Met Department announces Normal to below normal rainfall forecast for Zimbabwe
ZIMBABWE is expected to receive normal rains with a bias towards below normal throughout the 2018/19 season, Government has announced. The Meteorological Services Department said this implies the country will receive erratic rains during the 2018/19 season.
Presenting the 2018/19 seasonal rainfall forecast at the National Climate Outlook forum in Harare yesterday, Ambassador Grace Mutandiro said the weather and climate information was important for stakeholders to adequately plan and make informed decisions and plan their activities.
“The 2018/19 rainfall season is pointing towards an El Nino phase. El Nino is associated with above average warming of the sea surface temperatures of the Pacific Ocean and in most years is usually associated with reduced rainfall activity over the sub region.
“We are informed by science that approximately 62 percent of El Nino phases have resulted in below normal rainfall in Zimbabwe leaving us with less than 40 percent chance of good rains during this coming season. Researchers have found out that not all El Nino years will result in drought.
“As we are all aware that our agriculture sector forms an integral part of our economy and is mostly rain fed. In the last year agriculture contributed 10,46 percent to the economy, and we know potentially it can employ up to 70 percent of the population and contribute to 60 percent of our raw materials to industry so our meeting should be taken in that context of the national economic well-being,” she said.
Ambassador Mutandiro paid tribute to Government partners who collaborate with the Ministry technically and financially in assisting stakeholders to successfully prepare for the season and strengthen the national early warning systems.
According to the Meteorological services Department meteorologist Mr James Ngoma the 2018/19 rainfall season is expected to be erratic in space and time. He said the forecast was for total seasonal rainfall amount.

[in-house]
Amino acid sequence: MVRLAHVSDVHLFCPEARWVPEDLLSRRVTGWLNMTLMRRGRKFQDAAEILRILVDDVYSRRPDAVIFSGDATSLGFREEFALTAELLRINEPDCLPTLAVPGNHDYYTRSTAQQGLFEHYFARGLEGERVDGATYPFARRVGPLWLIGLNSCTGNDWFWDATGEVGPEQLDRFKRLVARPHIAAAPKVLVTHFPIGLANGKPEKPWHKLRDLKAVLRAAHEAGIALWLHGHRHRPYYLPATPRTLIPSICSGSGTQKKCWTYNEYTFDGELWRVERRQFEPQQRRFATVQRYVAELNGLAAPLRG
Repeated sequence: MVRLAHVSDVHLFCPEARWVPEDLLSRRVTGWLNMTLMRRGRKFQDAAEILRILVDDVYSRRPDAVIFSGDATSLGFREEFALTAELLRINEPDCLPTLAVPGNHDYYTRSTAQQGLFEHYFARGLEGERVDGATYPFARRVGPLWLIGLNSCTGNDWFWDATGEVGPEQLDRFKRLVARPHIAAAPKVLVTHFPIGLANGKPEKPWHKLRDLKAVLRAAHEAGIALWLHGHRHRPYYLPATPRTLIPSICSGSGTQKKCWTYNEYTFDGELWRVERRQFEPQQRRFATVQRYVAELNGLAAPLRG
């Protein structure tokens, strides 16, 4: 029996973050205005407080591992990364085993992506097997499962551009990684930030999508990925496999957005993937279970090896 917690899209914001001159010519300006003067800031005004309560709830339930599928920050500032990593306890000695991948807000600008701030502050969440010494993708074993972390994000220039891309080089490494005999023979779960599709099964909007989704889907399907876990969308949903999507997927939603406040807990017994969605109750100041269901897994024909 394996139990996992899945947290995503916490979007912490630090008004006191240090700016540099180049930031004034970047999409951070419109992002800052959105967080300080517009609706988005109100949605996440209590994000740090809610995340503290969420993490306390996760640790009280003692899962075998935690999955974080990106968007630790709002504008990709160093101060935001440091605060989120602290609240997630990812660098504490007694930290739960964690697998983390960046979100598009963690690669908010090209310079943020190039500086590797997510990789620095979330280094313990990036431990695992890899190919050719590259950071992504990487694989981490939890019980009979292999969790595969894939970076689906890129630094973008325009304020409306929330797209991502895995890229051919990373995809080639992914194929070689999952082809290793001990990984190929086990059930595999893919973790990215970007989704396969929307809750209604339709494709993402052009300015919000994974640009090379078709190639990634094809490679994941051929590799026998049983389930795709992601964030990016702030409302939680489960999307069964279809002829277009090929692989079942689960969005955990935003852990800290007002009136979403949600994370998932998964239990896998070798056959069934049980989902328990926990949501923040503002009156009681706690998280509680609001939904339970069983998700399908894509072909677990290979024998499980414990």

“October rains are generally erratic for rain-fed agriculture, more meaningful rains normally begin at the end of November into December. It will be prudent to put in place measures for an early cloud seeding programme in light of the expected erratic rainfall season throughout the country,” he said.
Mr Ngoma said in view of the moisture availability and suitable temperature thresholds, those with irrigation facilities should not wait for the main rains to fall. They can plant any time now, taking into account the high temperature needed for germination.
“Violent storms, prolonged dry spells, flash floods and tropical cyclones cannot be ruled out as the season progresses. There is need to continue with water harvesting programmes. The policies of small dam construction and borehole drilling or deepening, conservation and protection of wetlands should continue, more so in the southern provinces of the country.
“Application of fertilisers should be guided by the 10-day weather forecasts and advice from agricultural authorities,” he said.